The first Review Article by Zuccarelli et al. discusses the European Union (EU) regulatory framework and emerging trends in biosimilar drug development. The authors examined all EU marketing authorization applications prior to December 2019. They noted an ongoing evolution in the authorization processes over time as well as a steady increase in total clinical trials, but a steady decrease in the average number of trials per approved product. They also noted that products have been approved without requiring completion of any phase III clinical trial. Finally, no safety concerns were raised by their analysis of adverse event reports. These findings, if properly disseminated, might be useful to counter biosimilar hesitancy.
The second Review Article by Farhang Rezaei and Nassim Anjidani presents an overview of follow-on biological products in Iran. The authors found that while there has been a significant increase in the use of biological products in Iran, their proportional use compared to the total therapeutic market has recently remained constant. The authors conclude that Iranian patients’ access to life-saving biological medicines could be greatly improved if the use of follow-on, rather than originator, biologicals was increased. While Iran is facing many unfortunate geopolitical barriers, it is not the only country where use of follow-on and true biosimilar products is suboptimal. This underutilization decreases the savings generated and then used to pay for increased overall patient access to health care. Solutions are clearly needed to this problem globally.
The final Abstracted Scientific Content summarizes an article by Zhang et al. published in 2020 that reviewed the potential use of already approved (for other indications) non-oncology drugs for clinical cancer management. While there is clearly potential in this approach, this could also result in prolonged exclusivity, patent protection, and increased rather than decreased healthcare costs. The repurposing approach to drug development is more common than appreciated. It has been estimated that approximately 25% of the pharmaceutical industry’s income is generated by repurposed drugs [1, 2]. This topic is worthy of extensive discussion. Readers with expertise in this should consider submitting manuscripts dealing with such drug repurposing, also called repositioning, reprofiling, indication expansion, and indication shift.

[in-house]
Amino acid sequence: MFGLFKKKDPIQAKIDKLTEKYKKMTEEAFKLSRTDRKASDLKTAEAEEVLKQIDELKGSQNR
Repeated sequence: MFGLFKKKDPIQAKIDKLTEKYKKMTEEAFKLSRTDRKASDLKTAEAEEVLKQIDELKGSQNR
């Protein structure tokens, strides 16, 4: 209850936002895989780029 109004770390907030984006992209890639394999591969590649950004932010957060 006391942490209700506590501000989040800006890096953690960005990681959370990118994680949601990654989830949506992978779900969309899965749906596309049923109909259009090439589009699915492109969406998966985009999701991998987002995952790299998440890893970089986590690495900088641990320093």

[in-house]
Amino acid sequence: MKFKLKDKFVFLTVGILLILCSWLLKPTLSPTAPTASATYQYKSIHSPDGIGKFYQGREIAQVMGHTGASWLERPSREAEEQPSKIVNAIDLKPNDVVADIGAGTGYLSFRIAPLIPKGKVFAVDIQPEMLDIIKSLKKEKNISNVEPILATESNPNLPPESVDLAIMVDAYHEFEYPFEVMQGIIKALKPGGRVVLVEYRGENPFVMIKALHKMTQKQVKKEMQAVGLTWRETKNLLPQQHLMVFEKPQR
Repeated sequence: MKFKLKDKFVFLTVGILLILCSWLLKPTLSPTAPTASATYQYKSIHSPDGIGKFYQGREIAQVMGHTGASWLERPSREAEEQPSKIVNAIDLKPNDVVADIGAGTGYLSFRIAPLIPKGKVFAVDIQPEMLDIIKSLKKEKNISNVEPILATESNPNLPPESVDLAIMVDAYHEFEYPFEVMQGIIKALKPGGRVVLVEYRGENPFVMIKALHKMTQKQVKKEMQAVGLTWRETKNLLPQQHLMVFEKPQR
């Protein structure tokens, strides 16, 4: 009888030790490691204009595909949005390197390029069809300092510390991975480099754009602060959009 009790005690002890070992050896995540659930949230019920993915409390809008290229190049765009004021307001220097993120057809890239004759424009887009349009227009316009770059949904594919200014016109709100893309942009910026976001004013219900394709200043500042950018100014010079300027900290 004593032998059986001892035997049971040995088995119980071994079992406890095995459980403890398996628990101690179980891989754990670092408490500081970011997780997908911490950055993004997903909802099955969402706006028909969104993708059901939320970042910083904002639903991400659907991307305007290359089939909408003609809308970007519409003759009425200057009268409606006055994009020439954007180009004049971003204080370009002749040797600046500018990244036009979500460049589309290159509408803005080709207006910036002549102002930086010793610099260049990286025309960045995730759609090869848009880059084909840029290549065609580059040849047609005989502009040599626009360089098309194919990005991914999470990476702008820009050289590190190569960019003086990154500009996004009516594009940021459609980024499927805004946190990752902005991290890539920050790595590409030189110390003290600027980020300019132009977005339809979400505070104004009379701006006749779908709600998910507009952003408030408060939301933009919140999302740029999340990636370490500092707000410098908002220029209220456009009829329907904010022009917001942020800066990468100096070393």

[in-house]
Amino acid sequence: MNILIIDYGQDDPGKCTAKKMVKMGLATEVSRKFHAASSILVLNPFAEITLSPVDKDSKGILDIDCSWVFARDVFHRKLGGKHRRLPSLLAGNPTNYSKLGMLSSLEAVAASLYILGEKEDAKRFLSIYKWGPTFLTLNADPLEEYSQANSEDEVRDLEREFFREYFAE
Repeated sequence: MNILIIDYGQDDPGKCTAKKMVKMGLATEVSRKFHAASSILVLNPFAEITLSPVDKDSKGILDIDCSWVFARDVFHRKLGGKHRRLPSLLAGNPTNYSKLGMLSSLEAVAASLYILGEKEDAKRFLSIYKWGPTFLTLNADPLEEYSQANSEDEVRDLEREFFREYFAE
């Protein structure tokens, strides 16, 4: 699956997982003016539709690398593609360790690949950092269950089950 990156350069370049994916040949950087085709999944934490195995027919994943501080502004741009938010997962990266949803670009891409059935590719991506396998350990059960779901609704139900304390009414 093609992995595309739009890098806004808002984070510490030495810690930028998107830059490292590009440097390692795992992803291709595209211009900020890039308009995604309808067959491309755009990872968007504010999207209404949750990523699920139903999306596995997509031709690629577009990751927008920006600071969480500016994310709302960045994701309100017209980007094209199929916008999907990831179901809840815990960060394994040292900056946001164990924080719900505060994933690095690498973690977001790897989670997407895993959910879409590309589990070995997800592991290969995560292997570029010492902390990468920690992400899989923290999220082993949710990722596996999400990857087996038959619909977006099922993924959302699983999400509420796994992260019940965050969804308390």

All the suggestions mentioned in this issue, as well as others, are likely to be needed if the full potential of follow-on therapeutics to decrease healthcare costs are to be achieved. This could be an important step in slowing or reversing the growth in global disparities in access to health, food and all other basic human needs.
1. Naylor S, Kauppi MJ, Schonfeld JM. Therapeutic drug repurposing, repositioning and rescue part II: business review. Drug Discov World. 2015;16(2):57-72.
2. Talevi A, Bellera CL. Challenges and opportunities with drug repurposing: finding strategies to find alternative uses of therapeutics. Expert Opin Drug Discov. 2020;15(4):397-401.
Professor Philip D Walson, MD
Editor-in-Chief, GaBI Journal